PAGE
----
This article from the NZ Drug Foundation explains how a SNAFU has become an absolute disaster fro NZ Medical Patients.
Here’s the introduction
D-Day approaches for new medicinal cannabis scheme
With the clock about to expire on a transitional medicinal cannabis scheme, the number of products available to patients is about to be slashed and prices are set to spike. Russell Brown takes a deep dive into the rules that take effect from 1 October 2021, and why it’s so hard to get products approved for sale.
Prescribing medicinal cannabis was so much simpler in the 1950s. Until the World Health Organisation asked our government to ban imports in 1955, bringing us into line with emerging United Nations policy, New Zealanders could go to their doctors and request a tincture of cannabis to treat a migraine or hypertension headache.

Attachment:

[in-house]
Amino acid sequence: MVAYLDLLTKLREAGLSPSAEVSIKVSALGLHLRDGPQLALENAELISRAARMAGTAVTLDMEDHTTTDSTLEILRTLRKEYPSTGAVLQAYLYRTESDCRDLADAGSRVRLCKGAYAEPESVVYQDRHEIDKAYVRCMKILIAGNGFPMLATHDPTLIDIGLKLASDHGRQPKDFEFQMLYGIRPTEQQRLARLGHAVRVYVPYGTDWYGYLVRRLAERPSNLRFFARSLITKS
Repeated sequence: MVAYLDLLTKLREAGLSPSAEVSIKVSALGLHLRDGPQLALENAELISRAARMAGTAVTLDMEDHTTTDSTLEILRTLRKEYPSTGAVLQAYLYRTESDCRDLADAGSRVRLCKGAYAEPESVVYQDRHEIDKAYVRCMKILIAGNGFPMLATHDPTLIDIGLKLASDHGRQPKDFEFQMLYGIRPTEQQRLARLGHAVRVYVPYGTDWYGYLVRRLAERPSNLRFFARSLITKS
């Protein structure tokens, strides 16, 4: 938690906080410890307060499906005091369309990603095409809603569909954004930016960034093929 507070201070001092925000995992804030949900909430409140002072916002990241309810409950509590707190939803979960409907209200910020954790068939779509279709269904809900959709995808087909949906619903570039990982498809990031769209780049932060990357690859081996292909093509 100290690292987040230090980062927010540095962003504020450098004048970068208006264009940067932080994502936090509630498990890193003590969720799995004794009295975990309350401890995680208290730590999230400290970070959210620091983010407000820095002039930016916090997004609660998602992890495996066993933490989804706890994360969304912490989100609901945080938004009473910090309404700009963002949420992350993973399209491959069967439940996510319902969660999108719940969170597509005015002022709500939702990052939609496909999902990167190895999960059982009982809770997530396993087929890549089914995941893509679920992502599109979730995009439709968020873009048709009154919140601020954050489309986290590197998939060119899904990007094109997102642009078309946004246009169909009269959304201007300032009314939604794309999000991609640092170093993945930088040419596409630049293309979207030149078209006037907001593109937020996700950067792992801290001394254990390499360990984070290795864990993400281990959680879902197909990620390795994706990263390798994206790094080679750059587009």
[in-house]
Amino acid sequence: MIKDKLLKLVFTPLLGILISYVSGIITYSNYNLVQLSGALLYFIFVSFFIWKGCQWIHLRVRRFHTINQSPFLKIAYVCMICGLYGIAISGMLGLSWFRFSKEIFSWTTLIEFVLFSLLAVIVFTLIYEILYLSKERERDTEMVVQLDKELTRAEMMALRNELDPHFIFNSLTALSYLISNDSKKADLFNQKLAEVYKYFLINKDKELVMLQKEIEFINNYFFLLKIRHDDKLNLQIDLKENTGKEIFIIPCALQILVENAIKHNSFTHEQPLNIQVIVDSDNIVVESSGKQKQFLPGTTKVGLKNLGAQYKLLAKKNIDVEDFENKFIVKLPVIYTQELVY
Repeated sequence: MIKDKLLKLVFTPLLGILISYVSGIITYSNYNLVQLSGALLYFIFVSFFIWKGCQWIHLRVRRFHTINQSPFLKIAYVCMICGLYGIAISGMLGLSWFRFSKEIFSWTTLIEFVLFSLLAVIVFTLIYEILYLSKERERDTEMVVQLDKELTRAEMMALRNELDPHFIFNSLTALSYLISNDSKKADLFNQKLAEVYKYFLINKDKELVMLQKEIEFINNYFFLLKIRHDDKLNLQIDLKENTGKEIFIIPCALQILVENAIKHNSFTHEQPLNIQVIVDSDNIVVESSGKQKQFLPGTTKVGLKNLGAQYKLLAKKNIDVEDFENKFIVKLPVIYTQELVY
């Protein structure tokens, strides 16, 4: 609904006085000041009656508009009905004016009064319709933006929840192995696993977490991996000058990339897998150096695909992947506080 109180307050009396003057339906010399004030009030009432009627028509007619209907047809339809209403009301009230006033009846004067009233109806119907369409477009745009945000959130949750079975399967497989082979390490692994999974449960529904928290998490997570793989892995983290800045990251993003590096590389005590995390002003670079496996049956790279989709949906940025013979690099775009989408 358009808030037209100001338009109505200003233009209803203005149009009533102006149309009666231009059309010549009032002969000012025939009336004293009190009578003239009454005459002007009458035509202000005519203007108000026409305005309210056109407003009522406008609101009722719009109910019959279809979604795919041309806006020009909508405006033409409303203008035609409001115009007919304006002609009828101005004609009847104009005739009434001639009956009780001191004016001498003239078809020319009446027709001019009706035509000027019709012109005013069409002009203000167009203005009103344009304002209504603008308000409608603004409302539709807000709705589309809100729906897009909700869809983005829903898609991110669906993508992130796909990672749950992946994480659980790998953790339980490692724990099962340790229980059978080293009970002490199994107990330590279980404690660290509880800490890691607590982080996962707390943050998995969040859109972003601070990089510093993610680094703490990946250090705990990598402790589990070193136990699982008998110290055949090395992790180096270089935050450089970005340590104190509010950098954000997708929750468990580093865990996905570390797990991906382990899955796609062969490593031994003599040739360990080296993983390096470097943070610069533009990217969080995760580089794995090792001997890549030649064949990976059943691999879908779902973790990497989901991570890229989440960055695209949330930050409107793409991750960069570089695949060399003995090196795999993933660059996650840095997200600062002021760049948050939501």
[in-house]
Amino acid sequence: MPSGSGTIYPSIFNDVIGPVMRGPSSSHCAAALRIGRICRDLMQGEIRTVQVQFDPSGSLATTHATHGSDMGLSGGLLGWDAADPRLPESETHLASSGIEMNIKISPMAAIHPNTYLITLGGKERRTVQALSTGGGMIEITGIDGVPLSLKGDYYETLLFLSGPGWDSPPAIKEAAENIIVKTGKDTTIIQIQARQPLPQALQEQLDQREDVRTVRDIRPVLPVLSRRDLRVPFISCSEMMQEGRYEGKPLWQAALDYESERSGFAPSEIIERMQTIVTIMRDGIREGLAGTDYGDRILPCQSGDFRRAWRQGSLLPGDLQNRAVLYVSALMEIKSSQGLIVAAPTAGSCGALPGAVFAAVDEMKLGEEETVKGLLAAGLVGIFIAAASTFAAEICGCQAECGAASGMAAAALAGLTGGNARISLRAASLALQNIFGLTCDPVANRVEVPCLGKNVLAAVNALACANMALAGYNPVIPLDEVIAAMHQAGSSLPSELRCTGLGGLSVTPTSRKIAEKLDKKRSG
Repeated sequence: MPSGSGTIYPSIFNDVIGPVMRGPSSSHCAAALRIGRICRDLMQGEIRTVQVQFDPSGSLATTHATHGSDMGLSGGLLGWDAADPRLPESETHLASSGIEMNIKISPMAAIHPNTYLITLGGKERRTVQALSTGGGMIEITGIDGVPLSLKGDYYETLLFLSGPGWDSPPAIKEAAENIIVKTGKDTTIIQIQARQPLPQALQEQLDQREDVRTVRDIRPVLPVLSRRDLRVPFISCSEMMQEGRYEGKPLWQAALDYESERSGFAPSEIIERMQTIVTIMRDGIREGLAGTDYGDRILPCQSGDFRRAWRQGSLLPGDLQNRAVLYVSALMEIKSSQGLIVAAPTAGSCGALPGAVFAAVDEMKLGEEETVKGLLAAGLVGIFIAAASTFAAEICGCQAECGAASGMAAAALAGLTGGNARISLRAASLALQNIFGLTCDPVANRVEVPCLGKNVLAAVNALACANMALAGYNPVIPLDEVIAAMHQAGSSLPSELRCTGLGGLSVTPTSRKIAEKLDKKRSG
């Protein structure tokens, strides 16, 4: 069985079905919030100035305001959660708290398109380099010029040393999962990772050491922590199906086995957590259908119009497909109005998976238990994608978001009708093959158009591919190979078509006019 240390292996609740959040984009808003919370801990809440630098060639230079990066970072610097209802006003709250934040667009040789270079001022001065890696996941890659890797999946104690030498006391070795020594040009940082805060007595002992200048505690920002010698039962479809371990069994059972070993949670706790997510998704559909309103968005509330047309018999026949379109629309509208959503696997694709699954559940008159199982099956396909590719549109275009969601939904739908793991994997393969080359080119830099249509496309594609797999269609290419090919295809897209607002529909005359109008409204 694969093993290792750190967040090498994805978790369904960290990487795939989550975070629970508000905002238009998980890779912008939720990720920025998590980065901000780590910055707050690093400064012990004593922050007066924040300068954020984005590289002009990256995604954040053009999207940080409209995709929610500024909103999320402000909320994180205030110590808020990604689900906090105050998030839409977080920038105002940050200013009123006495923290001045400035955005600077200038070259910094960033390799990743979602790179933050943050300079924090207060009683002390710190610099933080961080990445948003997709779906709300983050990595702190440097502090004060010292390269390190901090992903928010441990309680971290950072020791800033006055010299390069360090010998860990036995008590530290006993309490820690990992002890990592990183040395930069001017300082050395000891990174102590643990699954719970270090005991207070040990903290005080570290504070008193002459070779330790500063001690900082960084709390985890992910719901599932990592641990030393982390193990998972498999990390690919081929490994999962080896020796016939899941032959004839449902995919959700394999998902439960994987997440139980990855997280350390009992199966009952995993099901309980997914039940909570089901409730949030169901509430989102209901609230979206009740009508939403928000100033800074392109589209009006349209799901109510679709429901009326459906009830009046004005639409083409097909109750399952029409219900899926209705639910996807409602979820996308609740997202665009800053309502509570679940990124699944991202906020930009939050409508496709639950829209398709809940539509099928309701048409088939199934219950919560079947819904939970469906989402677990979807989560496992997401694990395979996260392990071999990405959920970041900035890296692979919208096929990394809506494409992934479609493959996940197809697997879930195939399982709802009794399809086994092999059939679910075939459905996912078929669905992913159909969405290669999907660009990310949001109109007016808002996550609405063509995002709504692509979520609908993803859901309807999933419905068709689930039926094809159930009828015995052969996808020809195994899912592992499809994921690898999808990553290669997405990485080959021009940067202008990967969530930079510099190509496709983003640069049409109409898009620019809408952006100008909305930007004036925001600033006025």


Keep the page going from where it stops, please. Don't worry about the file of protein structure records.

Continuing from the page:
In 2021, it is once again possible to be prescribed a cannabis product. But this time around, not much is simple. Nearly 1400 days since then-Opposition leader Jacinda Ardern promised to legalise medical cannabis “within 100 days” of taking office, the birth pains of the regime ushered in by the Misuse of Drugs (Medicinal Cannabis) Amendment Act 2018 continue.
Although the Medicinal Cannabis Scheme has been working fairly well for several thousand patients, it faces a significant challenge in the wake of a decision not to further extend a transitional scheme that has allowed doctors to prescribe products that have not met the “minimum quality standards” set out in The Misuse of Drugs (Medicinal Cannabis) Regulations 2019.
From October 1, all medicinal cannabis products imported into or manufactured in New Zealand must be verified as meeting the minimum quality standards before they can be imported or supplied. The immediate result will be a sharp reduction in the range of CBD-only products available for prescription – and with that, at least a doubling in price. Patients now paying as little as $150 for a CBD product could be facing a near-$400 bill for an equivalent.
All of these products are imported. There are no New Zealand products available because not one product from a cluster of local companies has met the minimum quality standards set out in the regulations since they came into effect on April 1, 2020.
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